***½/**** Image C+ Sound B
starring Vanessa Paradis, Daniel Auteuil, Frédéric Pfluger, Demetre Georgalas
screenplay by Serge Frydman
directed by Patrice Leconte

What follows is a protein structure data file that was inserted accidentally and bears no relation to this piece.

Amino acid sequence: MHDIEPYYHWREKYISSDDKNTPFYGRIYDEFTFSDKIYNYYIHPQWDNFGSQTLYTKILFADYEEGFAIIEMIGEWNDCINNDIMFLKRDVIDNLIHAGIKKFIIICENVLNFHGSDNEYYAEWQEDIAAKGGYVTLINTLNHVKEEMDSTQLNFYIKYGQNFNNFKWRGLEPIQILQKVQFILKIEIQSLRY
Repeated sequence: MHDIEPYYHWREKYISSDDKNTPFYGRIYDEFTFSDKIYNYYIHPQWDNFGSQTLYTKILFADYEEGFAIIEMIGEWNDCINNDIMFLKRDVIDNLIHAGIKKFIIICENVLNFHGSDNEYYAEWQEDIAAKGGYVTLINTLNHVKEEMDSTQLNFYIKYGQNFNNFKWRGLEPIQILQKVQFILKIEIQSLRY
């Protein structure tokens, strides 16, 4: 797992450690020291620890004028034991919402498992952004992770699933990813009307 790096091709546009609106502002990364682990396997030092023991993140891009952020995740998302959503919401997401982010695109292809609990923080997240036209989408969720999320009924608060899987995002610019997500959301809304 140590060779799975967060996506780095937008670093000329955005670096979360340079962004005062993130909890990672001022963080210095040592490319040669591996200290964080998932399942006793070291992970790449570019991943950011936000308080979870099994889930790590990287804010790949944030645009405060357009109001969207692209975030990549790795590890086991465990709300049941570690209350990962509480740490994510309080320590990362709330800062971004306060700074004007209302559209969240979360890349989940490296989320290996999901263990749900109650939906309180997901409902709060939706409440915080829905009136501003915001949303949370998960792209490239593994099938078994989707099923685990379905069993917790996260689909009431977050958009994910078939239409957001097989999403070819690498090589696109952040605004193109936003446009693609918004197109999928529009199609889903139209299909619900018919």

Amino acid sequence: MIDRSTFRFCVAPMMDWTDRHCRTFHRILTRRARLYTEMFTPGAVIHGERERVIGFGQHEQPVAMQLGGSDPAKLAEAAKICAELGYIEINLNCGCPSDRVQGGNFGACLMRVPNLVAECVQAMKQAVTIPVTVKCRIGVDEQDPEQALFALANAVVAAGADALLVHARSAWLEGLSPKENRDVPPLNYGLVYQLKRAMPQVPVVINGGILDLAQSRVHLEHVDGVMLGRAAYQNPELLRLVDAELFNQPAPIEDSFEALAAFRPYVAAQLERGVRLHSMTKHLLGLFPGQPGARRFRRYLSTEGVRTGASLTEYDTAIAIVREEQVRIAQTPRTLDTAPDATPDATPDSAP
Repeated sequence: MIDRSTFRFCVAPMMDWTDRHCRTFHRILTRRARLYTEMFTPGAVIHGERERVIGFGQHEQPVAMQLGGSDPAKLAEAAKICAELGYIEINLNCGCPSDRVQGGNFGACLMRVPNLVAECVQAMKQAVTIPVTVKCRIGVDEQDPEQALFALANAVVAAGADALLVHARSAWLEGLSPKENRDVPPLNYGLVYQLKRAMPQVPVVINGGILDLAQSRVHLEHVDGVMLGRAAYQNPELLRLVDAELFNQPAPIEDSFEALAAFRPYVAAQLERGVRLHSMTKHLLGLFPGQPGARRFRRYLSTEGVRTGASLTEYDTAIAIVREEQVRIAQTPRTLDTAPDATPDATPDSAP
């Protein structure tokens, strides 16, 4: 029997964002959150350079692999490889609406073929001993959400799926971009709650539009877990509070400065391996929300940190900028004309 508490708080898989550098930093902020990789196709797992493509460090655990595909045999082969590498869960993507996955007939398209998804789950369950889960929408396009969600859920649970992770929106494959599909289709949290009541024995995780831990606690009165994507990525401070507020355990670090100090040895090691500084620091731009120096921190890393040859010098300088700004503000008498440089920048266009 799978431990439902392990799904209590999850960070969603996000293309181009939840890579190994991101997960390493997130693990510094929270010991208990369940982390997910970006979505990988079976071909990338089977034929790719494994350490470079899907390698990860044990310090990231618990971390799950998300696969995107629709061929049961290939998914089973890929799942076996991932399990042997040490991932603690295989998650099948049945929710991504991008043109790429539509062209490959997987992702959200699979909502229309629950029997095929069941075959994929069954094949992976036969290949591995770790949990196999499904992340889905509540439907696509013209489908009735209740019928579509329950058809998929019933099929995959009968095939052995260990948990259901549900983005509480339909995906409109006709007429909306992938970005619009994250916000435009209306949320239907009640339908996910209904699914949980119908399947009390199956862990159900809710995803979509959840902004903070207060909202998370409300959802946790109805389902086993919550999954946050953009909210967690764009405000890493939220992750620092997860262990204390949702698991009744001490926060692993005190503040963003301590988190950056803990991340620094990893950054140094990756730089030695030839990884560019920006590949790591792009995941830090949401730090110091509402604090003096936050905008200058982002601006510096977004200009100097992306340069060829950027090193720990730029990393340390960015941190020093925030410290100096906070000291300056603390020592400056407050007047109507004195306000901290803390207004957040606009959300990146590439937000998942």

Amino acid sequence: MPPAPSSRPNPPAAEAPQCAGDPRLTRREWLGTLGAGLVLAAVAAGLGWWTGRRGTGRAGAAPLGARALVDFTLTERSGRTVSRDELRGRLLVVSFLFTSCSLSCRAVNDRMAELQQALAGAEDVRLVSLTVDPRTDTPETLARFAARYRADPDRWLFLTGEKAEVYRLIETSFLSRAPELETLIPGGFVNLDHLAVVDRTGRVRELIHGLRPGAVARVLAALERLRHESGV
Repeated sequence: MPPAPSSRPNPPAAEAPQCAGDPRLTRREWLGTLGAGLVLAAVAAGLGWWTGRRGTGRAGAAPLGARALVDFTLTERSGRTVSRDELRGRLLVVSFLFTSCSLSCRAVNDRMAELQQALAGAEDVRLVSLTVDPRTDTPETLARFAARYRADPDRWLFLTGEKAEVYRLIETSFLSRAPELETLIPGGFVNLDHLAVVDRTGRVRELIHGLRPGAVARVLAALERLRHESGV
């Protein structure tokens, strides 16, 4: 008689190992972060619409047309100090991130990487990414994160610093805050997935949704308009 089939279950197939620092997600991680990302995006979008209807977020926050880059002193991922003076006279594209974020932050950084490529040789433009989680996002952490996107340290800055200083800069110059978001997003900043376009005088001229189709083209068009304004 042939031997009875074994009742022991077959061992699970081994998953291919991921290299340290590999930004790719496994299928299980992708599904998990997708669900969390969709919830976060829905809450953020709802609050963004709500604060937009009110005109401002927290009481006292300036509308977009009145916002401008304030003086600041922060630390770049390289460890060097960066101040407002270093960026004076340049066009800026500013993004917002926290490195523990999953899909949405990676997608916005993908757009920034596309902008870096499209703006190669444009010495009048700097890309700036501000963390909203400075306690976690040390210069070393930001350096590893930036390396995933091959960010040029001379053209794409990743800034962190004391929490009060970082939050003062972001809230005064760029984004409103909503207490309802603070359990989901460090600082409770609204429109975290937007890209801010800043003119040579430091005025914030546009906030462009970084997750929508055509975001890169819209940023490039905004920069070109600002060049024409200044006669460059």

by Walter Chaw Patrice Leconte's immaculately-constructed Girl on the Bridge is a lovely, hopelessly romantic little bauble that catches the light no matter how you turn it. The picture stars gamine Vanessa Paradis as Adèle, a suicide girl broken by the lack of a soul mate and a flurry of Parisian bedsheets contemplating a George Bailey-style leap off the edge of a bridge. Her Clarence is Gabor (Daniel Auteuil), a professional knife-thrower who trolls for winsome targets looking to ride the eternity express; and together they paint the world a Fellini shade of red. The similarity is more than cosmetic: in its carnival-of-life (or better, life-as-carnival) atmosphere, the romance that develops between Gabor and Adèle is sublimated into the act of extended, trembling foreplay--lots of knives hurled at naked thighs and only a few nicks here and there to show for it. The act of actual sex is seen as something less than penetrating (Adèle pillow-hops like an adrenalized bunny), but when the pair rushes off to an abandoned train car to be alone, true intimacy only comes once Gabor starts in with the cutlery. Breathless in love like P.T. Anderson's Punch-Drunk Love or Fellini's Nights in Cabiria (which likewise sports a woman of loose morals looking for love in Rome), Girl on the Bridge, Leconte's lightest confection, manages still to convey the director's themes of the mystery of luck as it governs chance meetings and meaningful hits and misses.